... As we are now approaching the happy days of Purim, it is well to remember, as the Old Rebbe, the founder of Chabad [Rabbi Shneur Zalman], explains in his book Torah Or and his dissertation on Purim, that what brought about the miracle of Purim was the fact that the Jews were inspired with the spirit of Mesirus Nefesh [self-sacrifice] under the threat of Haman, which hung over their heads for a whole year. Thus the Jews were put to the test to prove their Mesirus Nefesh at various periods throughout the year, and all the possible states of mind in which a Jew finds himself throughout the twelve months of the year. For Jewish loyalty to the Torah and Mitzvoth should be manifest not only on special occasions of the year, such as on Shabbos or Yom Tov [holidays], or at special conventions, but throughout each day of the year, and in each aspect of their daily life. The only obstacle is actually the inner adversary, as explained in the Talmud on the verse "There shall be no strange god within you," to the effect that it refers to the Yetzer Hara [evil inclination] within the individual (Shabbos 105b). Thus the internal difficulties rather than the external obstacles are those which have to be overcome, and then one finds that the extent of Mesirus Nefesh required is not as formidable as one imagines.

With blessing,

Rambam this week

5 Adar II, 5763 - March 9, 2003

Positive Mitzva 94: Keeping a Vow

This mitzva is based on the verse (Deut. 23:24) "The statements of your lips you shall keep and perform" The Torah commands us to fulfill obligations we have taken upon ourselves.Whether a promise, a vow, or a plan to bring a sacrifice - we must make sure that it gets done.

A Word from the Director

Rabbi Shmuel M. Butman

Purim will soon be here. Bake (or buy) hamentashen, pick up a grogger, decide what costume to wear, invite some friends over for the Purim meal.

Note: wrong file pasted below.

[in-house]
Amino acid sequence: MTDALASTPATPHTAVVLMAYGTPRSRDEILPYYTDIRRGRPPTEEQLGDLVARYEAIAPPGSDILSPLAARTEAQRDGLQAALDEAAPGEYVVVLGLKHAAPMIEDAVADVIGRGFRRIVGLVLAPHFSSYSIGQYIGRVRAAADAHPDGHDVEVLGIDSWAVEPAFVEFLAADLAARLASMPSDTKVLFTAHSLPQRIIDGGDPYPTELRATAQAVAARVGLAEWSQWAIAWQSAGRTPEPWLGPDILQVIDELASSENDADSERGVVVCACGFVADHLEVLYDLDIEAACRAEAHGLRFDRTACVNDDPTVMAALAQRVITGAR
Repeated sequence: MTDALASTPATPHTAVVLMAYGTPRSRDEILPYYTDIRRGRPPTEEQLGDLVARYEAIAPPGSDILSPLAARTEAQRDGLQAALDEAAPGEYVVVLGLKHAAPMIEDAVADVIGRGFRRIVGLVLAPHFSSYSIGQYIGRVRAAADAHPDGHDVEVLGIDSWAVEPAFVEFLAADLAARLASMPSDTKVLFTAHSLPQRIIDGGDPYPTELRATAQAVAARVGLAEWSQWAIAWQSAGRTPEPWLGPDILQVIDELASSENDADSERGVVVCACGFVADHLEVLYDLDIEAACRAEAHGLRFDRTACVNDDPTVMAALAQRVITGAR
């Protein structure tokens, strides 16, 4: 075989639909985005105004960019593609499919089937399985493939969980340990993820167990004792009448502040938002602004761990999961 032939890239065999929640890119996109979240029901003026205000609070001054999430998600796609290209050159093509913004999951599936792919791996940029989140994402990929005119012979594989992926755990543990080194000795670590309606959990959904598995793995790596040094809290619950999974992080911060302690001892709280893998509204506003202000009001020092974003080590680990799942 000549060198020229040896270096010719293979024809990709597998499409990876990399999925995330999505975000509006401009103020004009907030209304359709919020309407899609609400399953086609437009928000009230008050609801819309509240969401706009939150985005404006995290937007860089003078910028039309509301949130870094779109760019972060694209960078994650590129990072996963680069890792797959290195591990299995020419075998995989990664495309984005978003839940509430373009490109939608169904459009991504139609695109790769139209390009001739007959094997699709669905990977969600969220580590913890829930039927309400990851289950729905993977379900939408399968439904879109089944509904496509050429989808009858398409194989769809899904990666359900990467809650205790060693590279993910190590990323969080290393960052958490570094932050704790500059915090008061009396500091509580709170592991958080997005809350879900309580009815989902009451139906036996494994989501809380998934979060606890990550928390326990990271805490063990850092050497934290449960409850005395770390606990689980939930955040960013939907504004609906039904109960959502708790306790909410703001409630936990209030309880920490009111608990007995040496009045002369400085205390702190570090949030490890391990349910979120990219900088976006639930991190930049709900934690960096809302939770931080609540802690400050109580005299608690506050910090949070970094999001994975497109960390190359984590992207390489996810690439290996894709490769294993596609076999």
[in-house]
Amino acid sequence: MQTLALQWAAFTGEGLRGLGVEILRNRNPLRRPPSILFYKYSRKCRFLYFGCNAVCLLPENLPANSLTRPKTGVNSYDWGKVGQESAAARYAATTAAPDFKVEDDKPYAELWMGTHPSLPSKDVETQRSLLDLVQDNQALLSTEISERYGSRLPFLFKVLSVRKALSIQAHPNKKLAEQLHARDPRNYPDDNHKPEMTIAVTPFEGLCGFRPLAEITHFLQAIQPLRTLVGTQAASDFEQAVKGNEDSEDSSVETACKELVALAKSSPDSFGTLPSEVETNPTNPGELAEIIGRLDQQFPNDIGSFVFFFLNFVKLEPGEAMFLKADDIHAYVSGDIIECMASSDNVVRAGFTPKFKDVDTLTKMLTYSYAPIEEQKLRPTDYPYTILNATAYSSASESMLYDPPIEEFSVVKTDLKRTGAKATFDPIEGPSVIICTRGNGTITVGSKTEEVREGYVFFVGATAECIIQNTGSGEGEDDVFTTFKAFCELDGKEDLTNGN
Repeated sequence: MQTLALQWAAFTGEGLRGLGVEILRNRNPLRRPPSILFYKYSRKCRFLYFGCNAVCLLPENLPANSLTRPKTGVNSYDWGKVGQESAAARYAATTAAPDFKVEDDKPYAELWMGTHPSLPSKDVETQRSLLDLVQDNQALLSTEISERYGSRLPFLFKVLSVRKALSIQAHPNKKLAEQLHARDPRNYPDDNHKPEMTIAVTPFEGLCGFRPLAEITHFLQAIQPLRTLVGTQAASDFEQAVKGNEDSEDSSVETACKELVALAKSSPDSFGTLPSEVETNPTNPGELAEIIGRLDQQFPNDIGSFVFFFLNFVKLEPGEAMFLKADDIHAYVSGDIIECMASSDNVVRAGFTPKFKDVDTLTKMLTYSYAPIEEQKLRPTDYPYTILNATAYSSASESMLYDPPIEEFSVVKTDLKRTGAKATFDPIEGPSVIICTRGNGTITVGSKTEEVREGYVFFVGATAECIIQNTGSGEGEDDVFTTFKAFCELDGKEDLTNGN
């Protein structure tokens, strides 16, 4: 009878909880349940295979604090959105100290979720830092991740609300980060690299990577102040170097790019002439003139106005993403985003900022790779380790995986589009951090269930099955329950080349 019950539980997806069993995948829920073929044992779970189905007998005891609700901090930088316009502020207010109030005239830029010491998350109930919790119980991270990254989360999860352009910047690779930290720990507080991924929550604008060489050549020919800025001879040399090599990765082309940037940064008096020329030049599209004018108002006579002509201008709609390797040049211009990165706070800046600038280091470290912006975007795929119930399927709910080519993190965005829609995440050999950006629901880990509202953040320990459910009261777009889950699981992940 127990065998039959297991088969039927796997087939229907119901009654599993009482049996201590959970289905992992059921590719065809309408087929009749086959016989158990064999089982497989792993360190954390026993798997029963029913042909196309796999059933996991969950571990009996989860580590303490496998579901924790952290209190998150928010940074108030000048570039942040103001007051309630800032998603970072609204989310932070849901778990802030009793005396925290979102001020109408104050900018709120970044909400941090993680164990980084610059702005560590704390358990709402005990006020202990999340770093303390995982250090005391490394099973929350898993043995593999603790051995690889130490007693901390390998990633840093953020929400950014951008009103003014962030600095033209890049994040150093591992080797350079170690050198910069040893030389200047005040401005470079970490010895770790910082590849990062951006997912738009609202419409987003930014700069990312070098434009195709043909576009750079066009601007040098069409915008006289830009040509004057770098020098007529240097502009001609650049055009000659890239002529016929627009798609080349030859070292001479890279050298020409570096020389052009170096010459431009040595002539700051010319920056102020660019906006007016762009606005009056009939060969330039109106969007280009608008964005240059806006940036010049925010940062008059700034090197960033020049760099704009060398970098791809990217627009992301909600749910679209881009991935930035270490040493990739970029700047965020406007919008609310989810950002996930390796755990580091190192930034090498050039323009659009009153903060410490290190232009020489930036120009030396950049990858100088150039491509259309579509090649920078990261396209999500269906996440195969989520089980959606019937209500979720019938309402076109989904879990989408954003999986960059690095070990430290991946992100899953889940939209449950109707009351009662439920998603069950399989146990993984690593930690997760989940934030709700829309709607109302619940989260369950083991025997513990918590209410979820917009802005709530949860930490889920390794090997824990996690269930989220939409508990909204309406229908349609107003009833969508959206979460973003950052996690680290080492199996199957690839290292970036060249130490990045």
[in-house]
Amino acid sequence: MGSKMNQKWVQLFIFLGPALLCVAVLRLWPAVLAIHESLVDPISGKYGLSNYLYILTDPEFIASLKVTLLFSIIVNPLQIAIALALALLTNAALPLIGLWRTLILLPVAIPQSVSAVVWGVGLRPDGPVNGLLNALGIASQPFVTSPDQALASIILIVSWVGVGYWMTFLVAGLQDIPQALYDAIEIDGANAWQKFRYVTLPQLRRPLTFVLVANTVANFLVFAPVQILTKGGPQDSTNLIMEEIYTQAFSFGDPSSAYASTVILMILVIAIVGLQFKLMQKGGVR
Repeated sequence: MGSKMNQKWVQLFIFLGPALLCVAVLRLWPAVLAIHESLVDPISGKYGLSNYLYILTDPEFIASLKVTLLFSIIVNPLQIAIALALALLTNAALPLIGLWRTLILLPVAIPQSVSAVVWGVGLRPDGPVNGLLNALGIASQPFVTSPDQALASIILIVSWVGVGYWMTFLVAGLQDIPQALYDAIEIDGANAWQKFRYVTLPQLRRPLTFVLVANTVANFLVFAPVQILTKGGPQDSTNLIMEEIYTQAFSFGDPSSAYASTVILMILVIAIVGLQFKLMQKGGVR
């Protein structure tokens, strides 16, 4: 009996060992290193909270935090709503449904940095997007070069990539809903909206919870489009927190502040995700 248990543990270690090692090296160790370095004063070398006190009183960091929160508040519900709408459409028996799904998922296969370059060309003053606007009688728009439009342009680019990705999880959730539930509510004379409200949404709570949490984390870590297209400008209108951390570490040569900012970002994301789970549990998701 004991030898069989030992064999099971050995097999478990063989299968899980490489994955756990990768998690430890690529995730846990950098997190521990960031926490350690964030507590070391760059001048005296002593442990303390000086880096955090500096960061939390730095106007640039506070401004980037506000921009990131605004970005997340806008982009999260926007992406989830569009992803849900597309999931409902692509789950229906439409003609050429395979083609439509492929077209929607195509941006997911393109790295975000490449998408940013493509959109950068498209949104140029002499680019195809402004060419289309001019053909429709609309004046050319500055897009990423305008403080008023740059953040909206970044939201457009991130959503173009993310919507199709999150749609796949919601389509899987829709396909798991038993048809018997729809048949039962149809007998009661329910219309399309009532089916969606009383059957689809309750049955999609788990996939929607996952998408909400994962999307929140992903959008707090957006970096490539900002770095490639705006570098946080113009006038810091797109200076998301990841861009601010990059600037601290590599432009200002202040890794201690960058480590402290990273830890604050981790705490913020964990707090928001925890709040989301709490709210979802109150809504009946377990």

But wait a minute. What if Moshiach, who could come at any moment, comes before Purim? Will all of our plans and arrangements be for naught? We can eat the hamentashen, but what about the groggers, costumes and food?

Interestingly enough, the Talmud says that "All festivals will one day cease, but the days of Purim will never cease." Our sages have also said that of all the writings of the Prophets, only the Scroll of Esther will endure.

What is so special about Purim and everything connected to it that even when Moshiach comes it will continue?

The solemn day of Yom Kippur is referred to in our holy books as Yom Kippurim, which means the day that is like Purim. Our sages have explained that what we accomplish on Yom Kippur through fasting and prayer only approaches, is only likened to that which we can accomplish through feasting and rejoicing on Purim. For, to attain holiness through feasting and rejoicing, to transform the physical into spiritual, is much more difficult than holiness attained through afflicting oneself.

Each day during the month of Adar, and this year, both months of Adar, are days of rejoicing. We are taught that joy and happiness break all boundaries. What we can accomplish through happiness and rejoicing far surpasses what can be accomplished in any other manner.

From the holiday of Purim, and the fact that it will continue once Moshiach comes, we learn the value of simcha-joy. May the simcha of this Purim and each day leading up to it break the final boundaries of this exile so that we can celebrate Purim all together this year in Jerusalem.

Thoughts that Count

As stones of memorial to the Children of Israel (Ex. 39:7)

When Joseph was in Egypt and was tempted by Potifar's wife, the image of his father Jacob appeared to him, saying, "The names of all your brothers will one day be inscribed on the stones of the High Priest's breastplate. Do you want your name to be missing if, G-d forbid, you commit this sin?" The 12 stones of the breastplate serve as a memorial for all of Israel. When a person reminds himself that all Jews were represented on it, he too will be too embarrassed to transgress.

(Meshech Chachma)

All the gold was used in the work to complete the sacred task (Ex. 38:24)

The only reason gold was created was for its use in the Sanctuary and the Holy Temples.

(Tiferet Yehonatan)

These are the accounts of the Tabernacle (mishkan); the Tabernacle of the testimony (Ex. 38:21)

Our Sages said that although the First and Second Holy Temples were destroyed, they were never totally taken from the Jewish people but are only being held for a future date as a "mashkon" (pawn); hence, the repetition of the word "Tabernacle." According to Jewish law, the guardian of a pledge is obligated to return it to its owner in perfect condition when the proper time comes. The Third Holy Temple will therefore possess all of the same qualities and characteristics as the First and Second Temples that were held as a pledge until Moshiach's coming.

(The Lubavitcher Rebbe)

Another reason the word "Tabernacle" is repeated is to allude to the two Holy Temples - the spiritual one that exists in the celestial spheres above and the physical one that was built by the Jews below to reflect spiritual reality.